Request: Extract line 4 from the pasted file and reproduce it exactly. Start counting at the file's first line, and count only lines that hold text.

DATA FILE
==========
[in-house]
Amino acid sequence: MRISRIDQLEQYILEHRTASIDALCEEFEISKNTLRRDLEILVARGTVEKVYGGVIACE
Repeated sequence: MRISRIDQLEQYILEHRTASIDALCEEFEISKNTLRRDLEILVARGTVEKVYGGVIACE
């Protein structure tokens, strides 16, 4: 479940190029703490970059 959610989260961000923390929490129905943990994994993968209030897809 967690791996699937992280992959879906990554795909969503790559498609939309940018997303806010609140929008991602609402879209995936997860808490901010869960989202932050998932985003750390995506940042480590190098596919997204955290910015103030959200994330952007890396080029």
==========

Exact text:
């Protein structure tokens, strides 16, 4: 479940190029703490970059 959610989260961000923390929490129905943990994994993968209030897809 967690791996699937992280992959879906990554795909969503790559498609939309940018997303806010609140929008991602609402879209995936997860808490901010869960989202932050998932985003750390995506940042480590190098596919997204955290910015103030959200994330952007890396080029």